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The Bourne Identity (2002)

The Bourne Identity

Overview


Genre

Thriller

Release Date

June 14, 2002

MPAA Rating

PG-13

Duration

119 min.

Production Budget

$60 millions

Studio

Universal Pictures

Official Site

click here

REVIEWS RATE:  Critics  Nothing's perfect, but it's worth seeing.    Readers  5 of 5 [Rate It]

Cast and Crew


Director

Doug Liman

Producer

Patrick Crowley, Richard N. Gladstein, Doug Liman

Screenwriter

Tony Gilroy, William Blake Herron

Starring

Story


Robert Ludlum's The Bourne Identity, the first in his trio of international thrillers featuring master spy Jason Bourne, was a sensation when it was published in 1980. Now this potent novel gets an edgy 21st century spin from director Doug Liman (Swingers, Go) who delivers Ludlum's high-stakes tale with grit, style and nerve.

The story opens as an amnesiac (Damon) is rescued at sea by the crew of an Italian fishing boat. Nearly dead, he carries only the bullets in his back and the back account number implanted in his hip. Although completely without identity or background, he does possess an array of extraordinary talents in fighting, linguistics and self-defense that speak of a dangerous past. He sets out on a desperate search - assisted by the initially rebellious Marie (Potente) - to discover who he really is, and why so many people want him dead.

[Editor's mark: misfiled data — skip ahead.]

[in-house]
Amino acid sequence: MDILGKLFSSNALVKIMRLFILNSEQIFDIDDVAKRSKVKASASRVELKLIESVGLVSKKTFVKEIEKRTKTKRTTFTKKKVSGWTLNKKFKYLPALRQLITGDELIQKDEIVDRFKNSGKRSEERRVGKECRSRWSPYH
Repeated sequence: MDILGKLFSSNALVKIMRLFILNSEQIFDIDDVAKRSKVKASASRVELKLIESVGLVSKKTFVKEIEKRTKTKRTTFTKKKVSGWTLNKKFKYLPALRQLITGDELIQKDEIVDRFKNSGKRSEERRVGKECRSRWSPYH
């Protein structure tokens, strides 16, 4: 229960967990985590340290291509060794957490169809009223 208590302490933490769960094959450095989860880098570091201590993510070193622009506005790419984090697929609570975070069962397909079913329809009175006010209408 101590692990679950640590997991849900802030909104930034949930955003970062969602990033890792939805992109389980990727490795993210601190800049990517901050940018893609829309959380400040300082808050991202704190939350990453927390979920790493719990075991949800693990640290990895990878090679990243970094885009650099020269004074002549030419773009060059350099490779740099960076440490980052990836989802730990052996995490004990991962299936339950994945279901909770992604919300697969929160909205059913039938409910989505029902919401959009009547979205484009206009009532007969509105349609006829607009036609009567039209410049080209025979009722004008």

The Bourne Identity also stars Chris Cooper (American Beauty), Clive Owen (Croupier), Brian Cox (L.I.E) and Adewale Akinnuoye-Agbaje (The Mummy Returns), Doug Liman, Patrick Crowley, and Richard N. Gladstein produced the film from a screenplay by Tony Gilroy and William Blake Herron. The executive producers are Frank Marshall and Robert Ludlum.

Pictures


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Reader's Reviews


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REVIEWS BY CRITICS

“..It's a nonstop cycle of running, driving, hiding, shooting and brawling..”
by Ed Blank [Pittsburgh Tribune-Review]
“..There?s no character development, no real plot to speak of..”
by Eric Lurio [Greenwich Village Gazette]
“..Liman handles the action scenes better than one might expect from a guy best known for smaller, more intimate movies..”
by Ron Weiskind [Pittsburgh Post-Gazette]